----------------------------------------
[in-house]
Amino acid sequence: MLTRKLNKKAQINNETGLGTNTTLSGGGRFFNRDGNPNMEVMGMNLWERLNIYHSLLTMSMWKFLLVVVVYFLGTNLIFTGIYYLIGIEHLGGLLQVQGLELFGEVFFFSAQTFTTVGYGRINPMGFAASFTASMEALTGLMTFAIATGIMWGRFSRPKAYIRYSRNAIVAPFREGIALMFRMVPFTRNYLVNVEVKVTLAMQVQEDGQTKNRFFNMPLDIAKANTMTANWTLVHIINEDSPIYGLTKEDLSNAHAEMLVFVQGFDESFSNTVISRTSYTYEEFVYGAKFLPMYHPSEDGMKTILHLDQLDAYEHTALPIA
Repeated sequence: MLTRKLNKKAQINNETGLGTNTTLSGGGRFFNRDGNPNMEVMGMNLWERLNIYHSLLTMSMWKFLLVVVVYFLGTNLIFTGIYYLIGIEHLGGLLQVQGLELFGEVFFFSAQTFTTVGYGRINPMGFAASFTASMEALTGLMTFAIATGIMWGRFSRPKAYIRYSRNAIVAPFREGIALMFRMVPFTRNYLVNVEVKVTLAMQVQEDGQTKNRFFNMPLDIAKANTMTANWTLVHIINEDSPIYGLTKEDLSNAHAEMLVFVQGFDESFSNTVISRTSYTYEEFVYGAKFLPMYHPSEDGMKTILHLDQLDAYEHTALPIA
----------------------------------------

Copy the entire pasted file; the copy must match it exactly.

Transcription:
[in-house]
Amino acid sequence: MLTRKLNKKAQINNETGLGTNTTLSGGGRFFNRDGNPNMEVMGMNLWERLNIYHSLLTMSMWKFLLVVVVYFLGTNLIFTGIYYLIGIEHLGGLLQVQGLELFGEVFFFSAQTFTTVGYGRINPMGFAASFTASMEALTGLMTFAIATGIMWGRFSRPKAYIRYSRNAIVAPFREGIALMFRMVPFTRNYLVNVEVKVTLAMQVQEDGQTKNRFFNMPLDIAKANTMTANWTLVHIINEDSPIYGLTKEDLSNAHAEMLVFVQGFDESFSNTVISRTSYTYEEFVYGAKFLPMYHPSEDGMKTILHLDQLDAYEHTALPIA
Repeated sequence: MLTRKLNKKAQINNETGLGTNTTLSGGGRFFNRDGNPNMEVMGMNLWERLNIYHSLLTMSMWKFLLVVVVYFLGTNLIFTGIYYLIGIEHLGGLLQVQGLELFGEVFFFSAQTFTTVGYGRINPMGFAASFTASMEALTGLMTFAIATGIMWGRFSRPKAYIRYSRNAIVAPFREGIALMFRMVPFTRNYLVNVEVKVTLAMQVQEDGQTKNRFFNMPLDIAKANTMTANWTLVHIINEDSPIYGLTKEDLSNAHAEMLVFVQGFDESFSNTVISRTSYTYEEFVYGAKFLPMYHPSEDGMKTILHLDQLDAYEHTALPIA